A recent study involving 1,224 employees from different parts of the world revealed that about 34.7% of employees are planning to search for a new job in 2019 as compared to 74% in 2018. Now before you make any conclusion or consider this a positive trend, consider that about 70% of them think of themselves quite disengaged from their jobs. This is really an indication of a significant complacency conundrum in the workplace.

Now, this data also showed that the employees usually go to work for the paycheck, which indicates that they’re only there and doing their job to avoid being fired; indeed, they’re highly unlikely to go above and beyond their primary duties.

This kind of complacency can be very expensive for any company. According to a recent report, disengaged employees tend to record 18 percent less productivity, 37 percent more absenteeism, and lower profitability by about 15 percent. If you take your time to consider this in terms of actual money, you’ll realize that the cost translates to 34 percent of that employee’s annual salary.

Certainly, across all sectors and industries, disengaged employees do affect the workplace, making an office toxic, causing great companies to lose their competitive edge or even fail. These are the kind of employees who are sleepwalking through the workday, putting in time but not passion nor energy.

Identifying Disengaged Employees

So, how do you motivate your employees to be passionate about their work, and be glad to go the extra mile for better results? First of all, you have to identify a disengaged employee. Sometimes, it’s not easy to spot such employees, but you can use the following general personality traits as a rule of thumb:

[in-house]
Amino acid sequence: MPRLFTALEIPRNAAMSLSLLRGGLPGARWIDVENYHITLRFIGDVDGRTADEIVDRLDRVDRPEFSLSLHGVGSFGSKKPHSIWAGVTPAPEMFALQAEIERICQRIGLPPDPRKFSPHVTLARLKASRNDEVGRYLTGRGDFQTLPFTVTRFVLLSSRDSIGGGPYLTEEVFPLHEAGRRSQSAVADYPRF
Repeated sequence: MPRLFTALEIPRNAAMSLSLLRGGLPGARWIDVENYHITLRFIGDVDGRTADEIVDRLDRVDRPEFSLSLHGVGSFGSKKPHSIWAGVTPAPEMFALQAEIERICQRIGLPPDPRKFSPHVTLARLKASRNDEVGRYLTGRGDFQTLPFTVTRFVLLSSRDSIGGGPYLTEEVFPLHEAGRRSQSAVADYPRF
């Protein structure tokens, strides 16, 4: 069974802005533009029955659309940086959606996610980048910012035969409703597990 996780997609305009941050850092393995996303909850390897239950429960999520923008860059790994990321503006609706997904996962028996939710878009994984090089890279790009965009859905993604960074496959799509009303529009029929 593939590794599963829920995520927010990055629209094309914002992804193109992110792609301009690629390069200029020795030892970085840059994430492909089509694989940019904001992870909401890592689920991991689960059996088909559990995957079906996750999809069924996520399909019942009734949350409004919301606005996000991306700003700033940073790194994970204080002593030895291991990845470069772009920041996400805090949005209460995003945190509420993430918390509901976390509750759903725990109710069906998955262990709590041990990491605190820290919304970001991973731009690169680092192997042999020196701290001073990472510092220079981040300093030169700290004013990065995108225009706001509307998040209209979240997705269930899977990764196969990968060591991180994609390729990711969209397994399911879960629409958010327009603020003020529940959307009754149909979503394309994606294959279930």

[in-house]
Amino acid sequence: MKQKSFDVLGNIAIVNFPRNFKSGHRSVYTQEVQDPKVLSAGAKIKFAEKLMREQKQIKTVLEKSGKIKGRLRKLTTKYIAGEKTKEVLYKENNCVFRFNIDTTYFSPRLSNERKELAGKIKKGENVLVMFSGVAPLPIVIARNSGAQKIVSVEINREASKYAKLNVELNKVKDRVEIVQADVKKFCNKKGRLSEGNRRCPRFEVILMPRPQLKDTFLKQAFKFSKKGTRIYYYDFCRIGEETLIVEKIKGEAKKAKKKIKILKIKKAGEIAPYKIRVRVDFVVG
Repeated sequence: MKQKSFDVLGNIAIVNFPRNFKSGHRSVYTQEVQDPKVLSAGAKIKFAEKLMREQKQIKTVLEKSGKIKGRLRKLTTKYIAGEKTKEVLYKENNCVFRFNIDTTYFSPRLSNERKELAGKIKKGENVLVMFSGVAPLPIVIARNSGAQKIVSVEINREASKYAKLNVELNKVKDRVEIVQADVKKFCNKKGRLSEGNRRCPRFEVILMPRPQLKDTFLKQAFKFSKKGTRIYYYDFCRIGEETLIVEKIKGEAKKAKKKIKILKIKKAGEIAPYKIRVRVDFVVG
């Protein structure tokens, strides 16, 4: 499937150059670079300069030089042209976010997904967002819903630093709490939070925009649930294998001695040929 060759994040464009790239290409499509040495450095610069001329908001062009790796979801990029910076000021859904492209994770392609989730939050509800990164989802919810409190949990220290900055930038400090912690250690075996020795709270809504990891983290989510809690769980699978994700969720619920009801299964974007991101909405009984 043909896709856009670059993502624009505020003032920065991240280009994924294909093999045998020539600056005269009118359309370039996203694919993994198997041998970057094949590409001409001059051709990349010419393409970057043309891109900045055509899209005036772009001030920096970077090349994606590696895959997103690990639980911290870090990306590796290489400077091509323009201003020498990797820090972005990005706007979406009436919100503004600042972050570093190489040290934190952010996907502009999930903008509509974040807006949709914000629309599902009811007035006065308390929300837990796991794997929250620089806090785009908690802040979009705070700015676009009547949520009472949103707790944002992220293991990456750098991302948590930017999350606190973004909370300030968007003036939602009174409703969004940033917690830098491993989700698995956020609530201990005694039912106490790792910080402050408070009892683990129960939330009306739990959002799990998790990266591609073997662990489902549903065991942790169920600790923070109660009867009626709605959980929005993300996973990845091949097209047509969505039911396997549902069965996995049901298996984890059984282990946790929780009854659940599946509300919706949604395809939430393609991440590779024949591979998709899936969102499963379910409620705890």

• They complain a lot
  • They lack enthusiasm
  • They gossip
  • They act like they know everything or like they are too good for anything you have to say
  • They’re irresponsible
  • They don’t ask questions
  • They make too many excuses
  • They don’t help others
  • They often lie
  • They don’t take initiative
  • They’re overly independent
  • They’re easily distracted
  • They don’t invest in themselves to grow within the company

Luckily, there are ways to transform disengaged employees to actively engaged employees, regardless of how many years they’ve been working for you. Keep reading to find out how.

How to Engage Employees

Give them clear expectations, and connect your company culture’s dots